Water locked underneath icecaps or glaciers can tell usabout our planet's past and its possibly warmer future. Similar environments ondistant worlds could tell us whether life can originate in these harshconditions. To study the icy depths, a Swedish team of researchers is designinga tiny submersible that can slip down a narrow borehole.
There exists a menagerie of different remotelyoperated underwater vehicles (ROVs), some of which have already studied thefrigid boundaries between ice and sea. However, none of them are compactenough to snake their way several kilometers below the ice.
"Most of the other ROVs are not this small because theydon't need to be," said Jonas Jonsson of the Ångstr?m Space TechnologyCentre (ÅSTC) at Uppsala University in Sweden.
In response to growing interest in studying sub-glacial lakes on Earth,Jonsson and his colleagues are developing a cylindrical probe 5 centimeters acrossand 20 centimeters long ? smaller than two soda cans stuck end to end.
The original idea for a miniature submersible came out ofthe Jet Propulsion Laboratory (JPL) in Pasadena, Calif. The mini sub was partof a potential mission to Jupiter's moonEuropa, in which an ice probe would drill through the moon's thick iceshell and release the sub to explore the ocean thought to be dwellingunderneath.
Jonsson and his colleagues are further developing this idea,but applying it to a more immediate goal: studying sub-glacial lakes on Earth.Scientists believe these isolatedpools of water may have trapped life forms from possibly millions of yearsago.
The small submersible that ÅSTC is designing could easily becarried by hand on a helicopter or snowmobile and dropped down a previouslydrilled borehole. It could also be launched off the edge of an ice shelf tostudy the impact of global warming on the interaction between ocean and ice.
With funding from the Mistra Foundation, which supportsenvironmental research in Sweden, the team is now close to finishing aprototype with propellers and a camera. They plan to begin testing it in alaboratory tank in the coming months.
As development progresses, the team plans to addmicro-electromechanical sensors and a fiber optic interface, as well as prepareit for the high underwater pressures it will likely encounter.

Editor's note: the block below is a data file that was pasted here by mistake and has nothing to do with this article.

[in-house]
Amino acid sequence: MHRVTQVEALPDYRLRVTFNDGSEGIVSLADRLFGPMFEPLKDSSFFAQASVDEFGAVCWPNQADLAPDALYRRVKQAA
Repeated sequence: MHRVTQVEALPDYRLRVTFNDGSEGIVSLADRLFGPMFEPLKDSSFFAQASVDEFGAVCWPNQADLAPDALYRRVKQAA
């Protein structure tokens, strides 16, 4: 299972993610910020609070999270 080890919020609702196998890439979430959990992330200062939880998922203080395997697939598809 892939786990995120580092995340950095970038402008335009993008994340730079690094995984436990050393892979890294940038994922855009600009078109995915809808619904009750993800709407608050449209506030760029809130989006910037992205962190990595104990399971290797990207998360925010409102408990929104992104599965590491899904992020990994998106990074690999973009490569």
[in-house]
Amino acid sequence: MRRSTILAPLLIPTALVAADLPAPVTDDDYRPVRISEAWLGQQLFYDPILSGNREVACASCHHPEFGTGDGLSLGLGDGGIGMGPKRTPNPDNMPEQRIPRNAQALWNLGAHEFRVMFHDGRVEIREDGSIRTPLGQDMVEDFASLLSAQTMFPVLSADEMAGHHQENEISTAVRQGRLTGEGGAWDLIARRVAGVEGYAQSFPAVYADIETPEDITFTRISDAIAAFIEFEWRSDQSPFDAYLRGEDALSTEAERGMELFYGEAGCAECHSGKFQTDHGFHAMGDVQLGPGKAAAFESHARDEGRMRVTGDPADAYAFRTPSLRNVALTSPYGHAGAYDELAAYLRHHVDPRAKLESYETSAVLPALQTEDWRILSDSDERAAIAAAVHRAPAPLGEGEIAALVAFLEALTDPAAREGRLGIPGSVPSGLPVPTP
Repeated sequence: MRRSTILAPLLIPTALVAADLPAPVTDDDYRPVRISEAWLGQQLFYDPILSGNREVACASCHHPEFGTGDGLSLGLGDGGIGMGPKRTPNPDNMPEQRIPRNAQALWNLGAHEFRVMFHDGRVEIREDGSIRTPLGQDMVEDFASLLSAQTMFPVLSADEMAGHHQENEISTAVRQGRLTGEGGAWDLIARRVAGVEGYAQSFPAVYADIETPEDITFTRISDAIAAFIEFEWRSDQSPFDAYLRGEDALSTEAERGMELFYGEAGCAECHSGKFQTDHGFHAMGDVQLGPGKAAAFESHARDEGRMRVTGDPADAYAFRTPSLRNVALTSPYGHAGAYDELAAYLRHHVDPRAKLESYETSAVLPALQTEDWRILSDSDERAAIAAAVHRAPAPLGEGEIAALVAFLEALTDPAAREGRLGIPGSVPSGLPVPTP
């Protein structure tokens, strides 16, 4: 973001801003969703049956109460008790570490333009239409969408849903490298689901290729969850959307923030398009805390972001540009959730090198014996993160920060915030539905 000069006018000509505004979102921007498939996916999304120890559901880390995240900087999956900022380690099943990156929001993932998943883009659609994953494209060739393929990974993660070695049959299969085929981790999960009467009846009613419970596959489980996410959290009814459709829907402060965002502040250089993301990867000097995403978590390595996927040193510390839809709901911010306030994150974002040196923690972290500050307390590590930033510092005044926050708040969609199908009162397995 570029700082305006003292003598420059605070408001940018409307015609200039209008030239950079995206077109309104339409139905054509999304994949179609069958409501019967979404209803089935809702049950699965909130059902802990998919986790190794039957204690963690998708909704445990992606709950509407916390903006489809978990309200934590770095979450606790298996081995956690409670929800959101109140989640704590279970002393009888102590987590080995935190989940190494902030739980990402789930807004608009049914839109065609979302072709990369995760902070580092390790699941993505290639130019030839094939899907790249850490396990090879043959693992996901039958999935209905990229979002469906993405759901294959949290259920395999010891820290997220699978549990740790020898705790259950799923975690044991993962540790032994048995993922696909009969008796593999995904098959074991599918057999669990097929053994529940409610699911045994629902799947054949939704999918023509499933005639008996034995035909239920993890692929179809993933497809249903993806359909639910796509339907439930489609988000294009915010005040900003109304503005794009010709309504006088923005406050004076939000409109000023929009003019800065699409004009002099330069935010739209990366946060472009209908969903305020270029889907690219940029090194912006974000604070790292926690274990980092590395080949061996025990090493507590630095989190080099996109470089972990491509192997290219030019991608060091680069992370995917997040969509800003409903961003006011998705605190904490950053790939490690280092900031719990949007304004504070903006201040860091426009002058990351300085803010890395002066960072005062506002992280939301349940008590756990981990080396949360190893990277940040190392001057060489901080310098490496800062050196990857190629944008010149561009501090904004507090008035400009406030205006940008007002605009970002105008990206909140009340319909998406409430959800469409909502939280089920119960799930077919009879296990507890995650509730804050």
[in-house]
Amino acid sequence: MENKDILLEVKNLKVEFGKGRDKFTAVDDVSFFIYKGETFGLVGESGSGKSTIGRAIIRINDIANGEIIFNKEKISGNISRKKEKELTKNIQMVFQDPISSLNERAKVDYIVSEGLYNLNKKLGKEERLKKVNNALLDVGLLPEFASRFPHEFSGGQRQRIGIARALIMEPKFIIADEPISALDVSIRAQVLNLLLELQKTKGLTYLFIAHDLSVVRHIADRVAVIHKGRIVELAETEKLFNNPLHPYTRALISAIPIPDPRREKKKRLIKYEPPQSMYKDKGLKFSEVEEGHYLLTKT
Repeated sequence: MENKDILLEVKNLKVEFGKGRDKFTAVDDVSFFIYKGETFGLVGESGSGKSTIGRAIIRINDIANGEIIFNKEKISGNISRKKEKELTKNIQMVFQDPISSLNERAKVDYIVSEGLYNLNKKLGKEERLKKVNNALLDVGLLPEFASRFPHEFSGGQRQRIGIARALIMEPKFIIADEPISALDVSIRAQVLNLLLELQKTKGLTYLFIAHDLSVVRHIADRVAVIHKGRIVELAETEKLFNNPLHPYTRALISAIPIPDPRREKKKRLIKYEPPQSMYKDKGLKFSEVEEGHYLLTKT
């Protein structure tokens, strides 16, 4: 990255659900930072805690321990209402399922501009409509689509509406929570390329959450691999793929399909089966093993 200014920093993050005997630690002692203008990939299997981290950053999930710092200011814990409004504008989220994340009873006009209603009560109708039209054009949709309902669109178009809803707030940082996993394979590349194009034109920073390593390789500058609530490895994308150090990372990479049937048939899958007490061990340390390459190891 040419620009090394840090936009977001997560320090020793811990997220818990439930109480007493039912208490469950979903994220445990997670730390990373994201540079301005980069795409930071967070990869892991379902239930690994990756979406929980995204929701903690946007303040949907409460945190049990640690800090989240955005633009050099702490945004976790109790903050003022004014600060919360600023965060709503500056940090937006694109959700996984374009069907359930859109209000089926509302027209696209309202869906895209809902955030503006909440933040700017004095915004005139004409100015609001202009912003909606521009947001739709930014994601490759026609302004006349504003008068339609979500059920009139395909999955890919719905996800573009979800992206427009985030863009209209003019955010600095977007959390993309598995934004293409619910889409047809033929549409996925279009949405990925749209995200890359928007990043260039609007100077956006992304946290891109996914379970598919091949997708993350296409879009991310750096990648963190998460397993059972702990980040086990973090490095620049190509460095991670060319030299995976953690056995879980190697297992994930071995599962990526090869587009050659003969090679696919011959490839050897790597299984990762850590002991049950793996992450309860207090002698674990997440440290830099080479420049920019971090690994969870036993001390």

One way to handle these pressures is to build a very stronghull, but that could wind up being too heavy. Another possibility is to use alighter hull and place a bladder in the center filled with an incompressiblefluid that would support it from the inside.
For instrumentation, the researchers have already built aminiature sonar, and detectors for conductivity, temperature and depth arebeing planned. The mini-sub will also eventually carry chemical sensors thatcan detect hydrothermal vents, which may harbor life in otherwise hostileenvironments, Jonsson said.
To zero in on a vent or other scientific target, theresearchers plan to control the submersible (as well as receive data) through afiber optic cable. The advantage of optic fibers is that they are thinner andmore flexible than copper wires. They can also send data at higher rates andover longer distances.
Ultimately, a remotely-controlled submersible could look forsigns of life under the icy shell of a distant world.
"This could be a forerunner for technology that couldbe sent to Europa," Jonsson said.
The design would need to change. For one, Europa's surfaceis colder (minus 160 degrees Celsius) than anywhere on Earth. And somescientists have suggested that a subsurface ocean on Europa may be highly acidic.
Regardless of what challenges a potential Europa mission mayoffer, this research may provide one vital lesson.
"We are investigating how small and light a submersiblecan be built, which could be very important for space travel," Jonssonsaid.
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Michael Schirber is a freelance writer based in Lyons, France who began writing for Space.com and Live Science in 2004 . He's covered a wide range of topics for Space.com and Live Science, from the origin of life to the physics of NASCAR driving. He also authored a long series of articles about environmental technology. Michael earned a Ph.D. in astrophysics from Ohio State University while studying quasars and the ultraviolet background. Over the years, Michael has also written for Science, Physics World, and New Scientist, most recently as a corresponding editor for Physics.